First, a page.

ATHENS – An avalanche of new taxes and hikes imposed by Prime Minister Alexis Tsipras – who promised to cut them – has devoured the earnings of companies who pay 58 percent in taxes to the state at the same time he’s trying to lure foreign investors.
The ruling Radical Left SYRIZA leader said attracting companies is a linchpin of his hopes for an economic recovery even though even more radical elements in the party don’t want them and want to block foreign investors.
With major opposition New Democracy leader Kyriakos Mitsotakis promising to cut taxes if elected – he has double-digit leads in polls with Tsipras reneging on anti-austerity promises – the Premier has reached out to foreign businesses, particularly in China where enterprises are scooping up Greek assets after he also reneged on anti-privatization pledges.
A survey by the Chicago-based Grant Thornton company that specializes in tax and audit analyses showed that almost six in every 10 euros earned by Greek companies went out the door in taxes, leaving little for re-investment, hiring or research and development.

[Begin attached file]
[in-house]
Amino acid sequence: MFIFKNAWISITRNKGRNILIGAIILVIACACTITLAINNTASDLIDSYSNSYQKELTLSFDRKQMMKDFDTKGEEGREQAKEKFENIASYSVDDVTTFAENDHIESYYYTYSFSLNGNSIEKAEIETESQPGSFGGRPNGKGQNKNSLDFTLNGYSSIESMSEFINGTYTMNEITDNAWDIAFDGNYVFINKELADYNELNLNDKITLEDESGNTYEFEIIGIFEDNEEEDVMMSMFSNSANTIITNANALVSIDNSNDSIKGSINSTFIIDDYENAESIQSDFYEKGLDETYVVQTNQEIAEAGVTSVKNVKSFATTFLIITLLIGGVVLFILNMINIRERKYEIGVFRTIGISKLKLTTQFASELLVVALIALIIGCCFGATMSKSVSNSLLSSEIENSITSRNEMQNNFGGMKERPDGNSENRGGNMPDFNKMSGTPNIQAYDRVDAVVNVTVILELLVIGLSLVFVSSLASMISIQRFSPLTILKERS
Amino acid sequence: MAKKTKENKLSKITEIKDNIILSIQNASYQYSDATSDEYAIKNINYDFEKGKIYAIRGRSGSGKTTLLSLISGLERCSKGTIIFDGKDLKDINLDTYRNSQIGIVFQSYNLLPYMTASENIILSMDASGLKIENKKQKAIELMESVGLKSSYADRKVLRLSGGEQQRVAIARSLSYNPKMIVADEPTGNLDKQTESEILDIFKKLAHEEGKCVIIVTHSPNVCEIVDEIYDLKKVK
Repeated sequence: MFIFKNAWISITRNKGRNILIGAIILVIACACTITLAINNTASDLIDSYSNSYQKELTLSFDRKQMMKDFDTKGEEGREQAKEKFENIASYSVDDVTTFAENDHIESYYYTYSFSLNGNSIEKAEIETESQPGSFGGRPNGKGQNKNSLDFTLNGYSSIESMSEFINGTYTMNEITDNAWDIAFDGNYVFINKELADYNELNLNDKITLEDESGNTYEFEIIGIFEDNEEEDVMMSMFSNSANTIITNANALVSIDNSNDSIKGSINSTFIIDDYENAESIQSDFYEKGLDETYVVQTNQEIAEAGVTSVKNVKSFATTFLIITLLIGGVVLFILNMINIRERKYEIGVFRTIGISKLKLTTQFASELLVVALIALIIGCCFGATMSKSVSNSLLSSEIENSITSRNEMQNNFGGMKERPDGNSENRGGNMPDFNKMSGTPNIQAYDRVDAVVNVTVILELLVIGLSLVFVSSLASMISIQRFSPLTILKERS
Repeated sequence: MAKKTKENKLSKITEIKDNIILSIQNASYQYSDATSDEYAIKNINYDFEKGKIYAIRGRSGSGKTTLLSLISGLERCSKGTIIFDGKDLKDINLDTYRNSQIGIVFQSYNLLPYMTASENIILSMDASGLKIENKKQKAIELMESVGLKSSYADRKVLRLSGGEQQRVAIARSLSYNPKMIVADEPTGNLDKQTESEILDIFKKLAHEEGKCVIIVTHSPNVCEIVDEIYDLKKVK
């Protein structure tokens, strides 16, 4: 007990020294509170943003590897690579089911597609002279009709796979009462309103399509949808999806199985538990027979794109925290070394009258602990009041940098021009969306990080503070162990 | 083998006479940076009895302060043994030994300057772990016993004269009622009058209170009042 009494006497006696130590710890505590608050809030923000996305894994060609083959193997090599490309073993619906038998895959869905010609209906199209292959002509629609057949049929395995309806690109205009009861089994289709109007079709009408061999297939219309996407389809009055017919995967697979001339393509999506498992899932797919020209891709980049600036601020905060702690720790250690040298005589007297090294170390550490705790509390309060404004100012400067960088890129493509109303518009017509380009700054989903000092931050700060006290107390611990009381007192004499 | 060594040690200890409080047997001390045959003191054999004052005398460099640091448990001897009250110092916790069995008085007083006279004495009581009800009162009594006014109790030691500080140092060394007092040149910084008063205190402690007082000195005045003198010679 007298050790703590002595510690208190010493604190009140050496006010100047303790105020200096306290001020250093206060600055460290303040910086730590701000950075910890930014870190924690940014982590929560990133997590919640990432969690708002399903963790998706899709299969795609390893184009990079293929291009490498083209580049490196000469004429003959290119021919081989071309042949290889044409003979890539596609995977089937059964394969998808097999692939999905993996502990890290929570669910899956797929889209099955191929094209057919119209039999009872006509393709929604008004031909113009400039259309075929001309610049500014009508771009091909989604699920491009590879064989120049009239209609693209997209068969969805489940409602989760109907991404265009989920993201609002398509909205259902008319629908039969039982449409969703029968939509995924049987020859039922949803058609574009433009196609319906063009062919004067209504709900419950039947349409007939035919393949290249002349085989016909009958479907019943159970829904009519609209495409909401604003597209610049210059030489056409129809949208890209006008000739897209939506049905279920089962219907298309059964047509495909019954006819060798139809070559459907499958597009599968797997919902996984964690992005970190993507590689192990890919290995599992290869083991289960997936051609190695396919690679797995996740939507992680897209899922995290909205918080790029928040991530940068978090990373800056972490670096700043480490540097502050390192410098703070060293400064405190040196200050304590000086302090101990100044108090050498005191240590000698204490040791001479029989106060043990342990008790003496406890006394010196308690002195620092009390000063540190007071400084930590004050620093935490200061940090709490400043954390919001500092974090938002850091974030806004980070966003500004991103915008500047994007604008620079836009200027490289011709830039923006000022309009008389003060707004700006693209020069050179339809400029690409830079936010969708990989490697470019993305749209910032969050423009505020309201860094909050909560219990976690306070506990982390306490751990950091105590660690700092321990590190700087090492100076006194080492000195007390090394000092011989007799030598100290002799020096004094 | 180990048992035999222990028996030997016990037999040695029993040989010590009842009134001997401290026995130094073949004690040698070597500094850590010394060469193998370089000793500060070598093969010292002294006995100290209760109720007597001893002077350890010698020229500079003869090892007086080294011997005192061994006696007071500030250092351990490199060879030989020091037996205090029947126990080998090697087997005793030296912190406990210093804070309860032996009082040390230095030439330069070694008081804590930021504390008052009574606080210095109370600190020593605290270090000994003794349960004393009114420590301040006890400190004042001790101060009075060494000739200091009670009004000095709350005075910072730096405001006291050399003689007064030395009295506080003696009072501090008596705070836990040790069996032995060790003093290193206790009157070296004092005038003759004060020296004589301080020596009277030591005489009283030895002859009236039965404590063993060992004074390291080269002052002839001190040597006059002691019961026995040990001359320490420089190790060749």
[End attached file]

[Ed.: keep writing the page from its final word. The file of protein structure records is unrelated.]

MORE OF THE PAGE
The poll showed that Greece’s high taxation is damaging the most dynamic part of the economy, as just 10 percent of the country’s enterprises pay 84 percent of all corporate taxation, Kathimerini said in a review.
The burden has prevented and slowed investments at the same time Tsipras said he’s bringing recovery from a crushing economic crisis even though his Administration, which includes the pro-austerity, marginal, jingoistic Independent Greeks (ANEL) raised the corporate tax rate to 29 percent and hiked the Value Added Tax (VAT) among other increases put on companies.
In 2016, a year after Tsipras came to power, the assets of the companies monitored grew by just 1.3 percent, while sales expanded 2 percent and pretax earnings increased 63 percent.
Across the economy one in every two enterprises is suffering from low growth and high borrowing.
The funding needs of 4,000 companies are estimated at 16 billion euros ($19.83 billion), while 1,520 companies – 19 percent of the sample – said they have, despite the crisis and taxes, been able to expand and seen their books okay and are able to borrow.